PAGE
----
Health leaders in Cannock are urging people in the area to be aware of the proper uses of antibiotics and ensure that they take them responsibly.
Ahead of European Antibiotic Awareness Day, on Friday, November 18, doctors and NHS managers are raising awareness about the risks of taking antibiotics inappropriately and calling on patients to learn about the proper treatment of common winter conditions like coughs, colds and the flu.
As the weather grows colder and the winter closes in, many patients will be visiting their GPs suffering from coughs, colds and flu, in the hope that they will be given antibiotics to treat their illness.
Dr Mo Huda, Chair of Cannock Chase Clinical Commissioning Group (CCG) said: “It is a common misconception that antibiotics are a cure-all, but the reality is, they just won’t work in the case of a cold or the flu.
“There are many different types of antibiotics and they work against bacterial infections, not viral infections, such as colds, coughs and flu. Doctors and patients should also consider that antibiotics can have side effects.”
Following a review, Cannock Chase CCG reduced their overall prescribing of antibiotics by 8.3 per cent in 2015/16. However, local prescribing still remains above the national average – nine out of 10 GPs say they can feel pressured by patients to prescribe antibiotics, and 97 per cent of patients who ask for antibiotics are prescribed them.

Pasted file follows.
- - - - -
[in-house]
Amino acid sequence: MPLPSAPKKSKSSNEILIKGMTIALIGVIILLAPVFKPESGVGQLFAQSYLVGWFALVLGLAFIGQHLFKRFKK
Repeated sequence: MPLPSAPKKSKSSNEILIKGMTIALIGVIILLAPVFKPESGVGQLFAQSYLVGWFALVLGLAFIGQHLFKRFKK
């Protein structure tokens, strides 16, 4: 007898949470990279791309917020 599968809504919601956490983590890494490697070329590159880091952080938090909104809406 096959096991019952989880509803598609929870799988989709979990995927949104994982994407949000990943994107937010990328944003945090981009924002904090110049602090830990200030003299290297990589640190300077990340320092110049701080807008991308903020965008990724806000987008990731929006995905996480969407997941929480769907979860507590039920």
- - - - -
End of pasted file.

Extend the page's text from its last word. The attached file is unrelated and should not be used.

The CCG is therefore urging everyone to play their part in reducing inappropriate requests for antibiotics. Health professionals and members of the public are encouraged to join Dr Huda in making a pledge to make better use of antibiotics at www.antibioticguardian.com for European Antibiotic Awareness Day.
In fact, getting rest, taking care of yourself, drinking plenty of fluids and using other remedies available from pharmacies for blocked noses, sore throats and coughs are much more likely to be effective.
For patients who do require antibiotics, to reduce the risk of increasing resistance it is important to follow the doctor’s instructions carefully, not to share antibiotics with other people and to complete the full course of treatment as prescribed.
Your local pharmacist can help advise on the best medication for common colds and flu. The flu vaccination is the best way to protect yourself from flu and is free for people over 65, pregnant women, children aged 2-4 or in school years 1-3, and people with long-term health conditions. If your condition is more serious your GP knows best, and will be able to advise if antibiotics are needed or if there are more appropriate medications.
Dr Huda warned that the incorrect use of antibiotics in recent years had actually led to the development and spread of bacteria that are resistant to antibiotics.
“Where people contract infections caused by these antibiotic-resistant bacteria, they will take much longer to get better and in some cases could become quite seriously ill,” he said.
“Keeping antibiotics effective is everyone’s responsibility and we all need to take care to use them responsibly and keep antibiotics effective for our children and future generations.”